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Lords reform could be the missing link to devolution max

The SNP said this year’s rebellion by Tory MPs on reform of the House of Lords was confirmation that “Westminster cannot be trusted on constitutional reform”. The only way Scots can ensure that the unelected Upper House has no say on Scottish affairs, they say, is to vote Yes to independence in 2014. Oh, and don’t listen to all those promises from David Cameron and Alistair Darling that, if Scots are good boys and girls and vote No, Holyrood will be given more tax raising powers and many other goodies. Like Lords reform, this is destined for the long grass of legislative oblivion.
However, it’s not entirely true to say that Westminster can’t be trusted to deliver constitutional reform – it delivered the Scottish Parliament after all, and has recently passed the Scotland Bill giving Holyrood a share of income taxes, though few economists seem to think this scheme is workable. And with a bit of imagination in Westminster about the Lords, and its place in the shifting sands of the Union, they might be able to kill two constitutional birds with one stone: salvage the UK and give the Upper House a real role in life as an elected Senate.

  The problem with the half-way house proposals for reforming the Lords is that no one can work up much enthusiasm for it, not least the voters who find it about as interesting as land reform in Nagorno-Karabakh. The bill, now stalled, provides for an 80% elected Lords with members being elected for 15 year terms. The idea is that this gives the Lords a degree of democratic legitimacy without turning it into a rival to the House of Commons. The Lords would remain a revising chamber of wise and experienced grey heads who would politely censure the Commons that its legislative efforts are mince and need to be re-thought. Like the Dangerous Dogs Act or Tony Blair’s attempts to abolish habeas corpus.
But Tory rebels like Jesse Norman say that this is what the present House of Lords does rather well, so why fix what’s broken? As well as a club for the descendants of robber barons the Lords has, in recent years, become a last resting place for former government ministers who are appointed peers by the government of the day. Surely these silverbacks are ideal material for the Lords. Elected peers would be drawn from the same gene pool as current Labour and Tory MPs – in other words, inexperienced and ambitious political obsessives out to make a name for themselves.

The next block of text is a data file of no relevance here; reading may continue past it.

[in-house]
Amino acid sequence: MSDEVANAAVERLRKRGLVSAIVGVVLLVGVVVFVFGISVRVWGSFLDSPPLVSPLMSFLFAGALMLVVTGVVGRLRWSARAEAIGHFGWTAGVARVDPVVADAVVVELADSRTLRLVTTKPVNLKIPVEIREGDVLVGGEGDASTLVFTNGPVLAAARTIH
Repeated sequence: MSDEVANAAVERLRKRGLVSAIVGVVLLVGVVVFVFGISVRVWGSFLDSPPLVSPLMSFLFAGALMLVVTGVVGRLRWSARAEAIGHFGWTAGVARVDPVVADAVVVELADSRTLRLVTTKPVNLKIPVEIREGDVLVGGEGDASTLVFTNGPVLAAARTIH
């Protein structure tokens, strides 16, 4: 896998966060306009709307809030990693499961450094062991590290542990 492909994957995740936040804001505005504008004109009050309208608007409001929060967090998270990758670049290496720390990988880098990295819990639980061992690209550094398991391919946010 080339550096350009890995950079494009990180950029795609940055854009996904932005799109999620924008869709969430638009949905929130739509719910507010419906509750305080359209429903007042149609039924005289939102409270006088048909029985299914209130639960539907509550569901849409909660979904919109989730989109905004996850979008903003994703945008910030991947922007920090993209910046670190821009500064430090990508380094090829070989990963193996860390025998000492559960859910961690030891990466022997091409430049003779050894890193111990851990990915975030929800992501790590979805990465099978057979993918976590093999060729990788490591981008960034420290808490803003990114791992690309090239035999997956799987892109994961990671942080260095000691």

There’s something in this argument of course. Peers like Lord Steel, the former presiding officer of the Scottish parliament, certainly make a valuable contribution to British public life. However, this ignores the vast majority of peers who have only become members of parliament through an accident of birth. The fact that the government is able to let in a few of its favoured sons as a reward for loyal service is hardly justification for retaining the hereditary principle in a 21st century parliament. Democracy has its faults – not least the calibre of people who put themselves up for election – but it is, as Churchill noted, the worst form of government apart from all the others. Really, you cannot justify an unelected chamber on the grounds that the public cannot be trusted to elect sensible representatives. 
There is unarguably a role for an upper house or revising chamber. But there is an equally obvious role too, it seems to me, for a legislative body that reflects and represents the changing character of the British Isles. The UK is no longer a unitary state. The Scottish parliament has begun a process that will inexorably lead to the United Kingdom becoming a multinational confederation with increasingly powerful regional parliaments demanding and getting control of their own affairs. The problem that remains is what to do at the centre.
Discussion of reforming Westminster to take account of devolution is generally silenced by Unionists who say: “federalism and division of power is all very well, but you can’t have a federation when England, the largest partner in the UK, doesn’t want one”. Well, perhaps England could now be persuaded. Most English voters, and many English MPs, already regard the House of Commons as essentially an English Parliament and increasingly resent Scottish MPs having a say on English health reform and university tuition fees when English MPs have no corresponding say on such issues in Scotland.
The rational solution is surely to turn the new House of Lords into a Senate elected largely on a regional basis to reflect the new constitutional reality. I’ve been punting this idea around for some time and I’ve yet to hear a sensible argument why it shouldn’t work. If a Senate works in America, Australia and a host of countries, why not here? Even the SNP might be persuaded, ultimately, to participate. They realise that, after independence, there will be many issues of shared concern to Scotland and England, not least matters of currency and interest rates if Scotland keeps the pound. Alex Salmond has even talked of a “new UK”. Well, an autonomous Scotland could have the option of representation in a federal upper house in Westminster, which could also act as a revising chamber for Holyrood.
This is a real cake-and-eat-it solution to the West Lothian Question and many other convoluted constitutional queries no one’s thought up a name for yet. You could give the Scots as much independence as they want – which is more than they have now but not full separation – and keep the Union together. It would breathe life into the moribund United Kingdom. The Upper House would be given a proper job, a real role in life. And not just a reason for scrapping in the dorm.

About iain2macwhirter

Writer and journalist.


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